At least the Wichita Wingnuts got to savor the taste of victory, as they streamed out of the dugout onto the field to celebrate clinching the championship of the American Association, an independent baseball league, on a ninth-inning groundout. Unfortunately, they didn’t actually win the game. In fact, they had to play almost another entire game, until they finally lost to the Winnipeg Goldeyes deep in extra innings.
Roughly two weeks ago, Washington safety Su’a Cravens abruptly told management that he planned to retire from the NFL. He didn’t say why, but the team apparently convinced him to change his mind for a little while and placed him on the exempt/left squad list, which would give him a month to decide what to do. Ian Rapoport reported this weekend that Cravens had decided to play after all and would report to the team this Tuesday.
There’s no use trying to skirt around this, so let’s cut straight to the chase: A Colorado Springs woman has been taking big craps in front of someone’s house for a few weeks now. They’re calling her the Mad Pooper and she won’t stop. The cops are involved. It appears to be some sort of revenge pooping. I hope you enjoy this report from local CBS outlet KKTV as much as I did.
Muck Rack makes it simple to find people, tweets, or articles that mention any name, keyword, company, hashtag etc. We've compiled this guide to help you make the most of your search.
Selecting a term
Start searching tweets, articles from media outlets, articles mentioned in tweets, journalists'
names, titles and bios with some suggested searches:
Companies or Topics (e.g. iPhone, Microsoft)
Phrases (e.g. "cloud computing") — use quotes to keep the terms together
Twitter handles (e.g. @username) — returns those who have mentioned or replied to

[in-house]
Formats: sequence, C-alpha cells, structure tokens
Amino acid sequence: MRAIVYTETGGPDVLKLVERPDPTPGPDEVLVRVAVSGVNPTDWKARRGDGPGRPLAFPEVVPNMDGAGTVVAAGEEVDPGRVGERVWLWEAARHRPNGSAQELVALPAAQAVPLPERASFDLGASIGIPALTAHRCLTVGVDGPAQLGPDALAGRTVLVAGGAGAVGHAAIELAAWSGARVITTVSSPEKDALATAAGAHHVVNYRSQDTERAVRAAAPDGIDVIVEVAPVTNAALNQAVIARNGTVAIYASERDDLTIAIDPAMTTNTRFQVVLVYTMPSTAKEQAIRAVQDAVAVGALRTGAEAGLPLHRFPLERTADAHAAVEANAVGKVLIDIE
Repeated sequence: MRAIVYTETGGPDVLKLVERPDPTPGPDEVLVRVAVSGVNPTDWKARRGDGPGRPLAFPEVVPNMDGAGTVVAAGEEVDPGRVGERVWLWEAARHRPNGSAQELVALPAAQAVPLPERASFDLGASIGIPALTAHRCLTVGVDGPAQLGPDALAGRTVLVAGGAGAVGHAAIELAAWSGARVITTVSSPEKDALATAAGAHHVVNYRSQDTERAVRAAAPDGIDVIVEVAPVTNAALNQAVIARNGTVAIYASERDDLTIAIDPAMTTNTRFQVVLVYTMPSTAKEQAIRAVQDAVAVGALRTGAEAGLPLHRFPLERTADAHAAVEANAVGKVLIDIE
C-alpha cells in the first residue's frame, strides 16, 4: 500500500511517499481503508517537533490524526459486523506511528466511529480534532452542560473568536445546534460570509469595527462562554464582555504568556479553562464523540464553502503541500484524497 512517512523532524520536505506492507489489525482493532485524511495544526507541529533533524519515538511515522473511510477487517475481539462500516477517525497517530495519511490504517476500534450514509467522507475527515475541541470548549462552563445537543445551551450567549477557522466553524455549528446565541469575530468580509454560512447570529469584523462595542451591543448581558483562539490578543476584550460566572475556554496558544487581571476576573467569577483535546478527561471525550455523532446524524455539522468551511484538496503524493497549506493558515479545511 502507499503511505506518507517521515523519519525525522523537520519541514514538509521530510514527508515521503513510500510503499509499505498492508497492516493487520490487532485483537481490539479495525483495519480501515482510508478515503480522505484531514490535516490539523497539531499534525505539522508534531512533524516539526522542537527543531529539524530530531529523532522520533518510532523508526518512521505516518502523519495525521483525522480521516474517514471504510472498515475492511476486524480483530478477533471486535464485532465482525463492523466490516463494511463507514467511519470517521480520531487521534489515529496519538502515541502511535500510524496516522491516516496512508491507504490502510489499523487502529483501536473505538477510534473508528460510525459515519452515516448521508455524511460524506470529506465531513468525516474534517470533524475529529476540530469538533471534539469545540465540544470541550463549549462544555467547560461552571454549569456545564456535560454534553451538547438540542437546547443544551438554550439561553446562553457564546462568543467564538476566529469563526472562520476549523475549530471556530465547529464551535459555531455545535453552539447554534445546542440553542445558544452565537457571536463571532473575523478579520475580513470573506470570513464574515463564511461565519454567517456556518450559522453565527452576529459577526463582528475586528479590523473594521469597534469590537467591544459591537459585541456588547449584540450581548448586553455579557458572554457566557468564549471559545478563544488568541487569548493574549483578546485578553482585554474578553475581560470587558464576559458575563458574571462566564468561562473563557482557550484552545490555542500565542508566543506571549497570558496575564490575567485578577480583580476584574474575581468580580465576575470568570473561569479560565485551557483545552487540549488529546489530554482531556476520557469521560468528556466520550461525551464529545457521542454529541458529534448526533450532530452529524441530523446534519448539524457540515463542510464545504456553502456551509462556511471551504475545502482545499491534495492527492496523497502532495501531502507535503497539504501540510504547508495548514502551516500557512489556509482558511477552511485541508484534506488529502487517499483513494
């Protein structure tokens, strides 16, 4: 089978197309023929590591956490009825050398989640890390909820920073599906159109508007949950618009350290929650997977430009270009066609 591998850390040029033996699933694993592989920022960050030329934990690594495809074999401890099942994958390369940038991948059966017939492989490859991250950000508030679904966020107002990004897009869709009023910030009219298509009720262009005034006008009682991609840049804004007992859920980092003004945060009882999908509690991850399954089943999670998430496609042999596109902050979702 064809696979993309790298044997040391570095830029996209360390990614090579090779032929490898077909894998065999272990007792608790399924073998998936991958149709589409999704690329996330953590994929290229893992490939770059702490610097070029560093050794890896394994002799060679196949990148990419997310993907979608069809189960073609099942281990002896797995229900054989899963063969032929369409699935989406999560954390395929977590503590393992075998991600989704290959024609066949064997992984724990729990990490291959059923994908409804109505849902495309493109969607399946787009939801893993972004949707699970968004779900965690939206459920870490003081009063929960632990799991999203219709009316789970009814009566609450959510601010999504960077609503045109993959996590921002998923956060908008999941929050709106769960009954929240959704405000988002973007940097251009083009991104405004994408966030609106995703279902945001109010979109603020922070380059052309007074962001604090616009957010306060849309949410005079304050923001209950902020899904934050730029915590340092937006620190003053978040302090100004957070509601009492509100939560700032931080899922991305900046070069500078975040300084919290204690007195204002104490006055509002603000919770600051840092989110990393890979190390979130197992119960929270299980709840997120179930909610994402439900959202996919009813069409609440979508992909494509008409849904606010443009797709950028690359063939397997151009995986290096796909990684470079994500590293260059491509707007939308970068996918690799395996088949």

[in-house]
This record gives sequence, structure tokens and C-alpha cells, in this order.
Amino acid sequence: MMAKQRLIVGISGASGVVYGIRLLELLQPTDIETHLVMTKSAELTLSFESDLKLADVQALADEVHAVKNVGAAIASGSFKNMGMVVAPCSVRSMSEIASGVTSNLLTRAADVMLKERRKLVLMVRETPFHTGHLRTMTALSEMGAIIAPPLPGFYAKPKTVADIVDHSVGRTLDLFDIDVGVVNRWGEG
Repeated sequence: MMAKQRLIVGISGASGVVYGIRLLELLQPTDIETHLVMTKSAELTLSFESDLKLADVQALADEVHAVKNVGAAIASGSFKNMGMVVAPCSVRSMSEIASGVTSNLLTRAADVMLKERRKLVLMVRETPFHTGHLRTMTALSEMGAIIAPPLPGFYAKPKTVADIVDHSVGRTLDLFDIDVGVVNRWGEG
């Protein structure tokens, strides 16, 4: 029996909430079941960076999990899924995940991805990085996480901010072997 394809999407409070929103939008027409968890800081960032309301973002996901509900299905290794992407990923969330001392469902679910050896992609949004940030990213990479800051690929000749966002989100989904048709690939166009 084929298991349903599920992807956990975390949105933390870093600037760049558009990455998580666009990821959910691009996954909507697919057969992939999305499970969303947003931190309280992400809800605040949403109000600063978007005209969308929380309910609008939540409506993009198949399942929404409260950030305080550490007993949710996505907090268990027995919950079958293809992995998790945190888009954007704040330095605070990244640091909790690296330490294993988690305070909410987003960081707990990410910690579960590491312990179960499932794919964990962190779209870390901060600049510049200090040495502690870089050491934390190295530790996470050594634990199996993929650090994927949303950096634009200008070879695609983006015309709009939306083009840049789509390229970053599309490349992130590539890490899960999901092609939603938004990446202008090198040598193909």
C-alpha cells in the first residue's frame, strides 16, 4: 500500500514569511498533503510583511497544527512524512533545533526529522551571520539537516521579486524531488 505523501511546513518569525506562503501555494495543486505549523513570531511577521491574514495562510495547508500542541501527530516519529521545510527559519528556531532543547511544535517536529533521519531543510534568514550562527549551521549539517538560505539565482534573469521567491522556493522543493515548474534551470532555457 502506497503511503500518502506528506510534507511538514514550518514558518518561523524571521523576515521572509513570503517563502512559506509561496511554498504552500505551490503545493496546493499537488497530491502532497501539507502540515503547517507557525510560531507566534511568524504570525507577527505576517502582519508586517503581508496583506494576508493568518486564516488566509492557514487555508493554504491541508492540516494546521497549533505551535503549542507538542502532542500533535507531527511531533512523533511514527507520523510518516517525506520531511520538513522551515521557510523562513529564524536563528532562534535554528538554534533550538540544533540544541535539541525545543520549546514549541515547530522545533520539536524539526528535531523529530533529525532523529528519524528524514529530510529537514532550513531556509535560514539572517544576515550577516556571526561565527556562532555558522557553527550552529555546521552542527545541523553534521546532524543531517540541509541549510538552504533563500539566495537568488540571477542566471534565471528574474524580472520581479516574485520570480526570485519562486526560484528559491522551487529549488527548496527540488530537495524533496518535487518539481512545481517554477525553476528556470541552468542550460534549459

Names (e.g. "David Pogue")
Hashtags (e.g. #sxsw, #london2012)
Bio details (e.g. vegan, Olympics, father)
Muck Rack's Advanced Search allows for many boolean operators.
Find results that mention multiple specified terms, use AND or
+. For example, ensure each result contains both Elon Musk and Mark Zuckerberg by
searching Obama AND Romney or Obama + Romney.
Use the operators OR or , to broaden your search when you'd like either of
multiple terms to appear in results. (This is the default behavior of our search when no operators
are used.) For example, search for democrat OR republican to find results that refer to
Democrats and/or Republicans.
Use NOT or - to subtract results from your search. For
example, searching Disney will yield results about the Walt Disney Company as well as Walt Disney
World Resort. To exclude mentions of Disney World, search for Disney -World or Disney
When using one of these operators with a phrase, enclose it in quotation marks. For example, you can
find results about smartphones excluding Apple's iPhone 4S by searching smartphone -"iPhone
Exact case matching or punctuation
If you're searching for a brand name or keyword that relies on specific punctuation marks or capitalization, you can
find results that match your exact query by adding matchcase: before the keyword you're searching for, like matchcase:E*TRADE .
Use parentheses to separate multiple
boolean phrases. For example, to find journalists talking about having fun in Disney World or
Disneyland, search for ("disney world" OR disneyland) AND fun.
An asterisk can be used to search for any variation of a root word truncated by the asterisk. For example, searching for admin* will return results for administrator, administration, administer, administered, etc.
A near operator is an AND operator where you can control the distance between the words. You can vary the distance the near operation uses by adding a forward slash and number (between 0-99) such as strawberries NEAR/10 "whipped cream", which means the strawberries must exist within 10 words of "whipped cream".